2007 Colorado Golf Hall of Fame Inductee
Kaye Kessler jokes that "if you live long enough, all good things will fall into your lap."
Kessler definitely has lived a long, interesting and adventure-filled life, but the bit about things falling into his lap is simply him being modest. He's certainly received many honors and awards during his six decades as a sports journalist, but all are well-deserved, including his induction into the Colorado Golf Hall of Fame.
Just in recent years, Kessler has received such notable honors as the PGA Lifetime Achievement Award in Journalism (2001), the Memorial Golf Tournament's Journalism Award (2002), and the Colorado Section of the PGA's Award of Distinction (2000).
And in 2007, the Masters honored Kessler for both his longevity and the considerable talent he's demonstrated in covering the tournament more than 40 times. He was among just 14 journalists so honored in 2007 with a Special Achievement Award from Augusta National.
Indeed, Kessler has seen and reported on an untold amount of golf history since the middle of the 20th century. By his count -- as of mid-2007, anyway - he had covered 114 men's major championships -- 44 Masters, 38 U.S. Opens, 12 British Opens and 20 PGA Championships. That certainly puts him among a very select group of golf journalists.
As of 2007, Kessler will also have the distinction of being a member of two state golf hall of fames, as he was previously inducted in the Ohio Golf Association's Journalism Hall of Fame.
It was in Columbus, Ohio -- where Kessler spent much of his life -- that he chronicled the career of one Jack Nicklaus from his pre-teenage years to his heyday as arguably the top player golf has ever seen. During this time, he also squeezed in a two-year stint as president of the Golf Writers Association of America.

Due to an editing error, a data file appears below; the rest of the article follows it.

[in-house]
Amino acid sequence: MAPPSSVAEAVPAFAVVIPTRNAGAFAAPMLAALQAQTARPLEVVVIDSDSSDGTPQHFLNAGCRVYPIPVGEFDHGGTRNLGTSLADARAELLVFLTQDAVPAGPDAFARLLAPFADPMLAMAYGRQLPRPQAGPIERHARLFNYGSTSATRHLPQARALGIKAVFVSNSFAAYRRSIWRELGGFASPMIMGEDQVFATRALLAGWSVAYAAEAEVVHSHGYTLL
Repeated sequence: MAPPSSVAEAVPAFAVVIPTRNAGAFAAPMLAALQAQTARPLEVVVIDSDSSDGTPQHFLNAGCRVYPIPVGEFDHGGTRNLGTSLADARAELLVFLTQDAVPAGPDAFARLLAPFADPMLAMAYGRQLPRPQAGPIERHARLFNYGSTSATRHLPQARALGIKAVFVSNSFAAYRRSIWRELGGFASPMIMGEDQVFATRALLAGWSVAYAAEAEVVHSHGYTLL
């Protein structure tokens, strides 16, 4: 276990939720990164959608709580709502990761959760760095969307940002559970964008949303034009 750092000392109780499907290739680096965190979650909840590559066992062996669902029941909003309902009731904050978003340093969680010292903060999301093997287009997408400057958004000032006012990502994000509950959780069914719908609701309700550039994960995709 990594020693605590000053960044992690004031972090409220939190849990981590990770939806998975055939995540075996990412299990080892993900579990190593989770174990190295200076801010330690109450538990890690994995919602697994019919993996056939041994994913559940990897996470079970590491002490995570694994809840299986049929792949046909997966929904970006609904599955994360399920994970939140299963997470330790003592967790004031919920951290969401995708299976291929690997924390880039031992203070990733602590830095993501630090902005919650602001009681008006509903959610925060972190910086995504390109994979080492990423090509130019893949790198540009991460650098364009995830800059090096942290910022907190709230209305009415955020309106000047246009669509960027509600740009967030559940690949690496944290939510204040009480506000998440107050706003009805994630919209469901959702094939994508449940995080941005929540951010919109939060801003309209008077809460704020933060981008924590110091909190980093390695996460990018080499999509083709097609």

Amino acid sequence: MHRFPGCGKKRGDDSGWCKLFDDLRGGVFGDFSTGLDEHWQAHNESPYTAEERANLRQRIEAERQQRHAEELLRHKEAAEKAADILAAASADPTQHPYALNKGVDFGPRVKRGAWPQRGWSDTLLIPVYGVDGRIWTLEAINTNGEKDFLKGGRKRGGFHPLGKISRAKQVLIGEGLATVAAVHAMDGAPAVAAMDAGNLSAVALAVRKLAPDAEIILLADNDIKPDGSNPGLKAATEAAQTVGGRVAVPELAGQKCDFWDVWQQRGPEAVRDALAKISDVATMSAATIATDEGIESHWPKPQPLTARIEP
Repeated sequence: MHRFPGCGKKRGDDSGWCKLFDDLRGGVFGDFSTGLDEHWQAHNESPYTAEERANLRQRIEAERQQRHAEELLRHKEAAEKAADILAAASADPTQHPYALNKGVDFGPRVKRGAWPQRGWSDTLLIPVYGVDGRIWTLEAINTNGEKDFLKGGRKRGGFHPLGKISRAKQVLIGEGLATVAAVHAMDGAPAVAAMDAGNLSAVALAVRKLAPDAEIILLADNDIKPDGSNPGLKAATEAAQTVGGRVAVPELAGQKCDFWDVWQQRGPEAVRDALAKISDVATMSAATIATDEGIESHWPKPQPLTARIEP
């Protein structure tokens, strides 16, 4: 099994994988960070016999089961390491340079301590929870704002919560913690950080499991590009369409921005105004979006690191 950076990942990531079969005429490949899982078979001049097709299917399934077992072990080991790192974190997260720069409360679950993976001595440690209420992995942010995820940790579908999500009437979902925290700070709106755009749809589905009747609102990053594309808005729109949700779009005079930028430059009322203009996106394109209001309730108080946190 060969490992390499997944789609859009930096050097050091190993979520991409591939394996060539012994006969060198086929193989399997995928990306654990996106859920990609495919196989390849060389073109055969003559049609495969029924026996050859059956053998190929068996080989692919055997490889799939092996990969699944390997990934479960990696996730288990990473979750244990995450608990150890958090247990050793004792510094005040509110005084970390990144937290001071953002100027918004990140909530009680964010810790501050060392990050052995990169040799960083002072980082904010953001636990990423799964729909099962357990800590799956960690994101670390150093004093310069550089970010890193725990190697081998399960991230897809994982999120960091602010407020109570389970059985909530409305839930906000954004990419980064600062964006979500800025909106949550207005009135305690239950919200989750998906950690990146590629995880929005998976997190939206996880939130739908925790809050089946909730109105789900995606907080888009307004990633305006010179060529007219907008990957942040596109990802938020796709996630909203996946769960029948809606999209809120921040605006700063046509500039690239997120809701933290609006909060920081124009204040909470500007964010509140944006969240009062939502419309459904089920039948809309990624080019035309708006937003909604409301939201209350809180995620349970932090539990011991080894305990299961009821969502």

Shortly after being named Ohio sports writer of the year in 1984 -- yes, he covered plenty else besides golf -- Kessler came to Colorado to become the first media- and player-relations director for the PGA Tour's International. And in the final years of that tournament, Kessler served officially as international player/media consultant and unofficially as resident historian. As was the case then, Kessler continues to write about golf for various publications.
Despite his many achievements, Kessler said he's most proud of his late wife, Ro, and their two children -- daughter Kris, a counselor in the Department of Defense school system in Italy, and son Rod, chief operations officer for the new billion-dollar Revelstoke ski resort in British Columbia. ool and later the University of Colorado, in 1923.